Congresswoman Sheila Jackson Lee held a local federal hearing on bullying last Monday at Houston City Hall. Rep. Al Green; Houston City Council members Bradford, Jones, Adams and Houng; a representative of HISD; State Senator John Whitmire and State Reps Alma Allen and Sylvester Turner also attended (State Reps. Jessica Farrar and Garnet Coleman (Who have filed legislation in the past to address the issue) were unable to attend and sent their regards).
There was moving testimony from children, parents and community members (including Equality Texas Board Member Rob Scamardo), but the concern repeatedly raised, particularly from Sen. Whitmire and and Rep. Allen, was a fear of criminalizing childish behavior. Whitmire spoke at length about his fear that a legislative solution to bullying would send troubled children to prison or juvenile hall, creating angry, bitter and uneducated adults whose behavior would be yet more troubling.
They're right. Simply marching bullies away from school in handcuffs is not a solution, we must teach our children that bullying is unacceptable. Which is why a legislative solution to the problem is so desperately needed. Because right now, in many cases, the only solution available to administrators is to treat children as criminals.
For instance, if a child set up a fake Facebook profile from home purporting to be another child, and posting pictures and statuses denigrating of that other child the only solution currently available would be to charge the offender with online harassment (Penal Code 33.07) , a third degree felony. Few adults want to create a felon out of child who made a cruel decision, and so fake social networking profiles continue to be used by bullies. School administrators are unable to do anything to address the issue because the actions take place off of school campus.
What about a child that, on school campus, daily threatens to attack another child? They could be charged with making terroristic threats (Penal Code 22.07), but school administrators often fear overreacting, so they tell the terrified victim to avoid the bully, or at most offer to transfer the victim to another class or school, because, frankly they don't have many other options.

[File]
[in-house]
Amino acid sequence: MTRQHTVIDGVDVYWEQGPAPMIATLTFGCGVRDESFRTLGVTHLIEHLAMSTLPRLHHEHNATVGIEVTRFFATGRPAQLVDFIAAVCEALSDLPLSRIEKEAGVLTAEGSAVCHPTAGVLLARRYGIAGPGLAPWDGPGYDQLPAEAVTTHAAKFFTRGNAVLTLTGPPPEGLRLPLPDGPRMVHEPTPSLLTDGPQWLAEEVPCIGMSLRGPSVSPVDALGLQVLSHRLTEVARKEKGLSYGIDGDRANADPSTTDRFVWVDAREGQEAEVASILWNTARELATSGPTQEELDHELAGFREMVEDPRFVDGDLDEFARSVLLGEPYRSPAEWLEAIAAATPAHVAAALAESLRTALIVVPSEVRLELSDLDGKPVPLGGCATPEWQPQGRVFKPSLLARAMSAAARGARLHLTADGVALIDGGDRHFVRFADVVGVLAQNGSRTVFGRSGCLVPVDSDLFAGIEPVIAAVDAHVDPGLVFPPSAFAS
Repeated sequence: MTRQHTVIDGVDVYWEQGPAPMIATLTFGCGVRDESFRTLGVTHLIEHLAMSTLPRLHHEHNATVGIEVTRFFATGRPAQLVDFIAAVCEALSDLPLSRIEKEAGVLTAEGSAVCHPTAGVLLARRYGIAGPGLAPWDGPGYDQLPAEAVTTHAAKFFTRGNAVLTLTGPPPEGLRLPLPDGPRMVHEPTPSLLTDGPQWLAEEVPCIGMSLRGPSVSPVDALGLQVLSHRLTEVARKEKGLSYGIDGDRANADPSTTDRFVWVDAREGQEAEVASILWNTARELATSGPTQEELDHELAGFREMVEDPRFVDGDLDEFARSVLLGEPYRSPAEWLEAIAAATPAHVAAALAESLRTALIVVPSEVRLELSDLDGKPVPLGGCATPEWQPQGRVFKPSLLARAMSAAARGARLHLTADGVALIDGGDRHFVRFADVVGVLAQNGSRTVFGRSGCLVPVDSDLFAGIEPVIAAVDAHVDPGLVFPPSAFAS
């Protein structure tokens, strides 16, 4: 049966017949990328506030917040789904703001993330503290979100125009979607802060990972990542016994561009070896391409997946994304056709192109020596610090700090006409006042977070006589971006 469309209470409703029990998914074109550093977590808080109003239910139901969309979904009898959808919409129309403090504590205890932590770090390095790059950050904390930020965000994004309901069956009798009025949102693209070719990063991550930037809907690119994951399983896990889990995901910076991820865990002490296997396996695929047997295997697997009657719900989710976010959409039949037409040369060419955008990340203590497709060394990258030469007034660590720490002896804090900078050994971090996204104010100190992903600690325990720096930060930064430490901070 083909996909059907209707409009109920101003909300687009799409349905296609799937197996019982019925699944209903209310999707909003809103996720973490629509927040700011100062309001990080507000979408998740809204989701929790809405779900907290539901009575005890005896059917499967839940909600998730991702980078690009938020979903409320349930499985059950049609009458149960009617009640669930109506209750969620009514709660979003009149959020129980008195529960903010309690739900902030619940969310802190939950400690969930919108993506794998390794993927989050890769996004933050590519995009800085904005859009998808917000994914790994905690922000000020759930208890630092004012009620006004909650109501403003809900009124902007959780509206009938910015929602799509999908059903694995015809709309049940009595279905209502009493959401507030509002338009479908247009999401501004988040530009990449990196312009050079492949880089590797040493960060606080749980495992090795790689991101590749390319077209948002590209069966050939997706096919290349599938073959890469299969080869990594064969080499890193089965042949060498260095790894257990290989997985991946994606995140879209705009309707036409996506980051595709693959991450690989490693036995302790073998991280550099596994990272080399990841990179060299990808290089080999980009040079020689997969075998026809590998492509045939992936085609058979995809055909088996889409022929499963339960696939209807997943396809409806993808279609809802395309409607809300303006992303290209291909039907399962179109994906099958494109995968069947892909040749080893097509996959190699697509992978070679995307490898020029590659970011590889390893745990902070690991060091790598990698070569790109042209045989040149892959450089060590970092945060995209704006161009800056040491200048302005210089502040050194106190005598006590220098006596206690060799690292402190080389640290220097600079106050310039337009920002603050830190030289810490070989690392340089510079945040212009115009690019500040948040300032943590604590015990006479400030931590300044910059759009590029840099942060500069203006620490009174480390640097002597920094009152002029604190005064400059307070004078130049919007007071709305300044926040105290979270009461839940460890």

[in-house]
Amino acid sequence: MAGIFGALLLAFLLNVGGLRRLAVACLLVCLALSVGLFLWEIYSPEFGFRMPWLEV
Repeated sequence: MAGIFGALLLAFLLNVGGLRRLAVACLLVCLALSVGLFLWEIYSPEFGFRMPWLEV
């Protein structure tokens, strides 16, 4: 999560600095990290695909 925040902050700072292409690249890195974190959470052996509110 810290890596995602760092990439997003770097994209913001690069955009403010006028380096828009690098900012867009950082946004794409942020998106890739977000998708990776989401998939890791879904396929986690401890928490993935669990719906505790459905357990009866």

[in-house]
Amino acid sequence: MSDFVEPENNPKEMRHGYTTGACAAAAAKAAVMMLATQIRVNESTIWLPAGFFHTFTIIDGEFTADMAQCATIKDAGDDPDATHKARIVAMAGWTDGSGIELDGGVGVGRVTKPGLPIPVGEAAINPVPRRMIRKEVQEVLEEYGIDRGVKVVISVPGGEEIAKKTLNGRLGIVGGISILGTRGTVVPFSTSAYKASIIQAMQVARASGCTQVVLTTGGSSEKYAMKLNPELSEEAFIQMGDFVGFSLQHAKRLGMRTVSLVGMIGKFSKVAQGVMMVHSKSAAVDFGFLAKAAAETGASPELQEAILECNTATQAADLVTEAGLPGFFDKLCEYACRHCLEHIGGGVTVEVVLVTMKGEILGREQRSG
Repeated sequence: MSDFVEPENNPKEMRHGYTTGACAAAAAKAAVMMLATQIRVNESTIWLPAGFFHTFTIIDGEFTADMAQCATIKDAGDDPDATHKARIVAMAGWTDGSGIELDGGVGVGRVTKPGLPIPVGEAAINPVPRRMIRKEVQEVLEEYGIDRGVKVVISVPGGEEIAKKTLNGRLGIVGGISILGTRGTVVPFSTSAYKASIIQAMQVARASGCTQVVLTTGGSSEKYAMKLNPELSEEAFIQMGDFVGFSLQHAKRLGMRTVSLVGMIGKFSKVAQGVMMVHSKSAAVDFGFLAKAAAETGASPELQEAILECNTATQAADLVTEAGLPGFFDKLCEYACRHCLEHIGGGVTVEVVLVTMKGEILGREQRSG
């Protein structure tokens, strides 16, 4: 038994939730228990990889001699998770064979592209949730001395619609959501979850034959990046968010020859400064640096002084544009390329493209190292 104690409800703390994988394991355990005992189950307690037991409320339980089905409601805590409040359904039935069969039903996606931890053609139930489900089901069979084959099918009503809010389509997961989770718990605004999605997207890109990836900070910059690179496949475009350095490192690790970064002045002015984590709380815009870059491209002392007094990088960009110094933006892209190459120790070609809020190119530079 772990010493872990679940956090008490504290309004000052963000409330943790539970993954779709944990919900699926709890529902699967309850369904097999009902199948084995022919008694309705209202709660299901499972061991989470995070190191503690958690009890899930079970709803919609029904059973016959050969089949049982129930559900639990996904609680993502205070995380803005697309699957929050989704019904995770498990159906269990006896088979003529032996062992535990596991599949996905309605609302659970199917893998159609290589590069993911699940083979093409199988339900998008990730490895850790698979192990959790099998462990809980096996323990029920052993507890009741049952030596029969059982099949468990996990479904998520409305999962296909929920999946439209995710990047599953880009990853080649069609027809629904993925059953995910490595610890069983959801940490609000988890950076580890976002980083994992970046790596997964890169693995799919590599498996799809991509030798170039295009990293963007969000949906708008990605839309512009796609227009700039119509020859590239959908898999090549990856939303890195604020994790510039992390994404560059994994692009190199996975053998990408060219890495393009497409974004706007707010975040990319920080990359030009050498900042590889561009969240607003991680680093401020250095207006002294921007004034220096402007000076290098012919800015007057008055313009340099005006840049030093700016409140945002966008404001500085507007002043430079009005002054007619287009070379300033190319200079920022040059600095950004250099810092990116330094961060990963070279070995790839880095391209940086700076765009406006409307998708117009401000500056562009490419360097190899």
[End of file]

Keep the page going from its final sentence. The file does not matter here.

Of course a bully who physically attacks another child could be charged with assault or with any number of other offenses, but experience shows us that administrators rarely call the police, but will, at most, suspend the bully, so that the victim must face an enraged bully again in just a few short days. Again, even the option of suspension is only available if the attack took place at school, otherwise administrators hands are tied.
This lack of action, this fear of reporting crimes to the police, is particularly shocking considering that teachers and administrators are bound by law to report any abuse or neglect of a child, regardless of who commits the abuse (Family Code Chapter 261). The law includes in the definitions of abuse "mental or emotional injury to a child that results in an observable and material impairment in the child's growth, development, or psychological functioning" - which would certainly encompass bullying. So strong is the compulsion to not criminalize children that teachers and administrators routinely open themselves to legal liability through their lack of action.
So if creating crimes that would prevent bullying is not working - what is the solution?
Several common sense ideas were introduced last session - none of which became law:
Rep. Mark Strama's HB 1323 would have allowed school administrators to address bullying that took place off campus, so long as it affected the education environment, required schools to notify both the parents of victims of bullying and the parents of the bully, allowed administrators to transfer bullies to other schools or classrooms, and would have created a statewide reporting requirement, allowing for better tracking and understanding of bullying.
Rep. Garnet Coleman's HB 3746 would have created a non-discrimination policy for public schools covering "actual or perceived ethnicity, color, gender, gender identity or expression, sexual orientation, disability, religion, or national origin" that would apply to both students and employees of public schools. It would have also required school district to offer regular training to staff and would have creating a statewide reporting system for instances of bullying.
Rep. Jessica Farrar's HB 2923 would have created a similar nondiscrimination policy.
If people like Sen. Whitmire are concerned about the fight against bullying turning children into criminals then they should be supporting solutions like these. Under the current law administrators and teachers rarely have non-criminalizing solutions to the problem of bullying, and they seem unwilling to pursue criminalizing solutions, to their own peril. We must give teachers and administrators the tools and education they need to address this issue, or suffer a generation of queer youth lost to depression and suicide.